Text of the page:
Synchronizing National Security Priorities and US Business Interests Overseas: A Model for Reducing

Updated: Feb 9, 2020

"We’re changing how we define development… we need to harness all the tools at our disposal – from our diplomacy to our trade and investment policies."

—Former President Barack Obama

Nothing demonstrates diplomacy's relevance more than its ability to contribute to America's economic renewal. And nothing will support strong American diplomacy abroad better than a strong and vibrant American economy. Since 95 percent of the world's consumers live outside the United States, Americans have a big stake in the role diplomats play in opening markets abroad, strengthening the economic rules of the road… Secretary of State John Kerry continually reminds our diplomats that "foreign policy is economic policy."

—Ambassador William Burns Retiring Deputy Secretary of State



US personnel working in both Iraq and Afghanistan note a common theme that emerged during their decade-long reconstruction efforts. Both country officials and private citizens consistently expressed deep disappointment at the U.S. inability to help them access economic opportunity. As well, many senior U.S. officials, post invasion, expressed amazement at the depth of poverty and lack of economic development, especially in Iraq, where access to global markets and capital had been cut severely by sanctions. The scope of these economic problems was significantly larger than was initially understood by U.S. planners, and the U.S. reaction took years to produce arguably modest results. It is now clear that American national security objectives in those two theaters of war were put at risk of failure through the hollow application of military or “hard power” with little resourcing directed towards understanding and improving core economic functions. Outcomes in both countries remain uncertain but it is clear in hindsight that the U.S. lost critical opportunities following initial combat operations (Phase 3 -- Dominate) to reinforce success.

Realistic economic development plans, properly resourced to win the post-combat stabilization phase, would almost certainly have reduced the risk to the outcomes in Iraq and Afghanistan. U.S. Ambassador Zalmay Khalilzad, General David Petraeus, Mr Paul Brinkley, and Dr. Ashraf Ghani (now President of Afghanistan) are all credible voices that support this opinion.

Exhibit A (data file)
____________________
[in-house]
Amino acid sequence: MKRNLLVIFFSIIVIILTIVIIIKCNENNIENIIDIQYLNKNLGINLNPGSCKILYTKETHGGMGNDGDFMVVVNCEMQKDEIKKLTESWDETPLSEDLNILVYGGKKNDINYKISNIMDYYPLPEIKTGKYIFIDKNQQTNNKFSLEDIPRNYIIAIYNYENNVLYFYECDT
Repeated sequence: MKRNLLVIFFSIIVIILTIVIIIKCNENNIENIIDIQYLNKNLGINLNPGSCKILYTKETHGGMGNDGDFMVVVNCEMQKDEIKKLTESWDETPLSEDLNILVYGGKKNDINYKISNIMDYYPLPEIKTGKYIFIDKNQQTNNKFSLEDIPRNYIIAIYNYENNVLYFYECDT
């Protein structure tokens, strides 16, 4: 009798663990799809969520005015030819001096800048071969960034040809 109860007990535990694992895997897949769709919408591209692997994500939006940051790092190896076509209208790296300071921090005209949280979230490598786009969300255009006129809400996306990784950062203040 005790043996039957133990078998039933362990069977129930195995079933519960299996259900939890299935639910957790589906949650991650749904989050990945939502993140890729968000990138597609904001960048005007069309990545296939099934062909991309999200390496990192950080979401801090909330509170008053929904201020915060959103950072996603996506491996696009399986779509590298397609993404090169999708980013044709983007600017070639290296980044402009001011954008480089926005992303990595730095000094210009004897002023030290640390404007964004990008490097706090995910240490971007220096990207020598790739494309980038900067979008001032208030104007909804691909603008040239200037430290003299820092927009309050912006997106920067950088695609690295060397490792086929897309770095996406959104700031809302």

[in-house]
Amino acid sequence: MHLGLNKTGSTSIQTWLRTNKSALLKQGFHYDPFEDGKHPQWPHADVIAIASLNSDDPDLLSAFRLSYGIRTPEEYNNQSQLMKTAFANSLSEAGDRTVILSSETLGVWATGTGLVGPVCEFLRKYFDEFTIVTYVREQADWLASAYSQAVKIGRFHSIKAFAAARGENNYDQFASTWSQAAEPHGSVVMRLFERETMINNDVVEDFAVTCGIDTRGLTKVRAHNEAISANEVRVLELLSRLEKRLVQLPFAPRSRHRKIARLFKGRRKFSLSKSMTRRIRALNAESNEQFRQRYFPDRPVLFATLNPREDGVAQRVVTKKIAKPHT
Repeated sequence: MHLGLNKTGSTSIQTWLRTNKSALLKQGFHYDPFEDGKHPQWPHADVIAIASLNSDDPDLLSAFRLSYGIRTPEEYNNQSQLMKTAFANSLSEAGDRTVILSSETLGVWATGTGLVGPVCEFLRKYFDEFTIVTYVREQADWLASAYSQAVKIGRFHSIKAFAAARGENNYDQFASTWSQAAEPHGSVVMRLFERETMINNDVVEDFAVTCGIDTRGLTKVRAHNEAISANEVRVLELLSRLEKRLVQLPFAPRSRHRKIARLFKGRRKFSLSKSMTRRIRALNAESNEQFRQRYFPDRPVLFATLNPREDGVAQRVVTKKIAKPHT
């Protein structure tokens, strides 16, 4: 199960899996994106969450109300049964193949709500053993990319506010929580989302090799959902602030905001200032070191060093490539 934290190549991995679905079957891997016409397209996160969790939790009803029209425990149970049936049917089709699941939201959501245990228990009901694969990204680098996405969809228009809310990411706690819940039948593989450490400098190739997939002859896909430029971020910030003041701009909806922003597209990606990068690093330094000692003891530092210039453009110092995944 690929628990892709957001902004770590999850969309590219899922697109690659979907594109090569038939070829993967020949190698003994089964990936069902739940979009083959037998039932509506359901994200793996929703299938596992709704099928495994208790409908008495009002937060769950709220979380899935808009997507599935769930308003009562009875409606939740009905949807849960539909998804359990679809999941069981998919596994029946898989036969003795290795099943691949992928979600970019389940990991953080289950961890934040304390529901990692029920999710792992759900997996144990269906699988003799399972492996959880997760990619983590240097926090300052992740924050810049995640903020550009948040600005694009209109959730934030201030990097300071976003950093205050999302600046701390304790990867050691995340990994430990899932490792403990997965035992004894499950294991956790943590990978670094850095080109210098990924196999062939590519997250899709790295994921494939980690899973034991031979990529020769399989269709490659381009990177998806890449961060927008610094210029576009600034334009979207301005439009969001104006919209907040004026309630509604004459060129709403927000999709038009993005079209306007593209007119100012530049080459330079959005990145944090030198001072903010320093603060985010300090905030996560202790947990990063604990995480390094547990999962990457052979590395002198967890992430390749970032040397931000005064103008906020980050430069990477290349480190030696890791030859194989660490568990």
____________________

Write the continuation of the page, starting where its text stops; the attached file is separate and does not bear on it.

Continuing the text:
Absent robust plans and resources to ensure the enduring growth of post-conflict economic opportunity, military force is not enough to ensure accomplishment of American national security objectives. To the contrary, combat operations invariably reduce the target countries’ economic development potential. American national security officials should ensure that future U.S. military campaign plans are integrated into a larger framework of significant, resourced, economic development plans.

To accomplish this seemingly abstract objective will require development of a new set of authorities that direct the interagency to more actively support strategic economic growth before a military solution is required. The Department of Defense Regional Combatant Commanders can be instrumental in developing and integrating these proposed authorities during Phase 0 shaping operations. Their actions would be driven by the national security imperative of reducing risk of state collapse and the subsequent need for American military intervention.


Military operations in Iraq and Afghanistan are relative anomalies in the conduct of American foreign policy and must be considered in the unique context of the 9/11 attacks. However, from these two theaters of war emerge the lesson often cited by the early Clinton administration: “It’s the economy, stupid”. Planning for strategic success within America’s national security portfolio must include specific resources to address economic development. This idea is neither new nor is it a silver bullet for solving vexing national security challenges present in Libya, Syria, South Sudan, Afghanistan, Iraq or Yemen. In those countries, the circumstances are already beyond the immediate reach of economic development and a military option is the major consideration.

But there are a number of countries where the deliberate encouragement of U.S. private sector, business driven economic development may reduce social pressures and thus risk of conflict. This deliberate and early application of globally dominant U.S. economic power (versus relying upon military or “hard power” later) is an option that is available to U.S. civilian policy makers. And they could find no more willing partners in this effort than the U.S. officials with the most to lose should the circumstances deteriorate into conflict: the U.S. Combatant Commanders, whose unique reach and regional view plays to the benefit of understanding and affecting positive economic outcomes.

"Across each of the three pillars of the updated defense strategy, the Department is committed to finding creative, effective, and efficient ways to achieve our goals and assist in making strategic choices. Innovation – within our own Department and in our interagency and international partnerships – is a central line of effort."